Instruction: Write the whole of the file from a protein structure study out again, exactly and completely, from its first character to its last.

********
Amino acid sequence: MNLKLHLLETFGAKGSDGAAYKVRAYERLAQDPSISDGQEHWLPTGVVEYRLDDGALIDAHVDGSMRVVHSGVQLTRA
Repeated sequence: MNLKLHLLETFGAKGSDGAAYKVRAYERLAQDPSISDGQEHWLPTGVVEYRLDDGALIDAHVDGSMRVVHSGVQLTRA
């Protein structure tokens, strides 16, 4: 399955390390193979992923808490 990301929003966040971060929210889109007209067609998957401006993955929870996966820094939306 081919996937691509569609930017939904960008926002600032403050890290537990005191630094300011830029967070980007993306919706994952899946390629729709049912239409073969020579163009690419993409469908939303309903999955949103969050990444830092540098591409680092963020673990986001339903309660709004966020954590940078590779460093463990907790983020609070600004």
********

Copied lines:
Amino acid sequence: MNLKLHLLETFGAKGSDGAAYKVRAYERLAQDPSISDGQEHWLPTGVVEYRLDDGALIDAHVDGSMRVVHSGVQLTRA
Repeated sequence: MNLKLHLLETFGAKGSDGAAYKVRAYERLAQDPSISDGQEHWLPTGVVEYRLDDGALIDAHVDGSMRVVHSGVQLTRA
């Protein structure tokens, strides 16, 4: 399955390390193979992923808490 990301929003966040971060929210889109007209067609998957401006993955929870996966820094939306 081919996937691509569609930017939904960008926002600032403050890290537990005191630094300011830029967070980007993306919706994952899946390629729709049912239409073969020579163009690419993409469908939303309903999955949103969050990444830092540098591409680092963020673990986001339903309660709004966020954590940078590779460093463990907790983020609070600004």